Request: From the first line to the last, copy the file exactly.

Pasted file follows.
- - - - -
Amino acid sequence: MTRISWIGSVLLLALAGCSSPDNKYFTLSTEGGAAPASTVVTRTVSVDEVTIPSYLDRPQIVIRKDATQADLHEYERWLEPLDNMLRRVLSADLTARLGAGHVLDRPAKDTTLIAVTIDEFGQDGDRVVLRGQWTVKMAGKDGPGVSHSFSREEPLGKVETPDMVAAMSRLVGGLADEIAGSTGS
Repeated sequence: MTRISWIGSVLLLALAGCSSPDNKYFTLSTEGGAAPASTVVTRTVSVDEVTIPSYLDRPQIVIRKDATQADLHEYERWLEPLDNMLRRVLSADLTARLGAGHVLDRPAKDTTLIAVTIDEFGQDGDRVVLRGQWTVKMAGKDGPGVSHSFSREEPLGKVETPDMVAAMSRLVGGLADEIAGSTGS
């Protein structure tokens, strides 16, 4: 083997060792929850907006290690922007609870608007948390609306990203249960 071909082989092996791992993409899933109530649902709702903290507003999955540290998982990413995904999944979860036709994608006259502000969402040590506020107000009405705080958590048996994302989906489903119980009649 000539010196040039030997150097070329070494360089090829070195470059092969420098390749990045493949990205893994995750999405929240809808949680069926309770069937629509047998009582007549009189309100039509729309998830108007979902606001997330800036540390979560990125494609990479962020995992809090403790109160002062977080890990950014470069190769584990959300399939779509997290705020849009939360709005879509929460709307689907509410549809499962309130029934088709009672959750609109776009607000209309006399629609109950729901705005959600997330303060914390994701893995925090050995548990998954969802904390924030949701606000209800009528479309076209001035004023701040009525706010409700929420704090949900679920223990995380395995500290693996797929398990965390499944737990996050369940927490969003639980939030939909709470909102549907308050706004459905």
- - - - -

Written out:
Amino acid sequence: MTRISWIGSVLLLALAGCSSPDNKYFTLSTEGGAAPASTVVTRTVSVDEVTIPSYLDRPQIVIRKDATQADLHEYERWLEPLDNMLRRVLSADLTARLGAGHVLDRPAKDTTLIAVTIDEFGQDGDRVVLRGQWTVKMAGKDGPGVSHSFSREEPLGKVETPDMVAAMSRLVGGLADEIAGSTGS
Repeated sequence: MTRISWIGSVLLLALAGCSSPDNKYFTLSTEGGAAPASTVVTRTVSVDEVTIPSYLDRPQIVIRKDATQADLHEYERWLEPLDNMLRRVLSADLTARLGAGHVLDRPAKDTTLIAVTIDEFGQDGDRVVLRGQWTVKMAGKDGPGVSHSFSREEPLGKVETPDMVAAMSRLVGGLADEIAGSTGS
């Protein structure tokens, strides 16, 4: 083997060792929850907006290690922007609870608007948390609306990203249960 071909082989092996791992993409899933109530649902709702903290507003999955540290998982990413995904999944979860036709994608006259502000969402040590506020107000009405705080958590048996994302989906489903119980009649 000539010196040039030997150097070329070494360089090829070195470059092969420098390749990045493949990205893994995750999405929240809808949680069926309770069937629509047998009582007549009189309100039509729309998830108007979902606001997330800036540390979560990125494609990479962020995992809090403790109160002062977080890990950014470069190769584990959300399939779509997290705020849009939360709005879509929460709307689907509410549809499962309130029934088709009672959750609109776009607000209309006399629609109950729901705005959600997330303060914390994701893995925090050995548990998954969802904390924030949701606000209800009528479309076209001035004023701040009525706010409700929420704090949900679920223990995380395995500290693996797929398990965390499944737990996050369940927490969003639980939030939909709470909102549907308050706004459905």